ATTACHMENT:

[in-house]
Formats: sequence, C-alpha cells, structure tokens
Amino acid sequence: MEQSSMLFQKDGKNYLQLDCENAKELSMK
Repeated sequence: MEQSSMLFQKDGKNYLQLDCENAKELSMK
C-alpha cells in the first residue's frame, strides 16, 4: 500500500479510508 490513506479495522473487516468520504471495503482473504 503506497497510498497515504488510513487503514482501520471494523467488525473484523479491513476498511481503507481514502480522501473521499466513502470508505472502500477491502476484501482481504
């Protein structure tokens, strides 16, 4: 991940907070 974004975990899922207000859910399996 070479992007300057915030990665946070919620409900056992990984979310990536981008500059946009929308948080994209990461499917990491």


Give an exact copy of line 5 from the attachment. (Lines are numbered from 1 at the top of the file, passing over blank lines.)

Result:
C-alpha cells in the first residue's frame, strides 16, 4: 500500500479510508 490513506479495522473487516468520504471495503482473504 503506497497510498497515504488510513487503514482501520471494523467488525473484523479491513476498511481503507481514502480522501473521499466513502470508505472502500477491502476484501482481504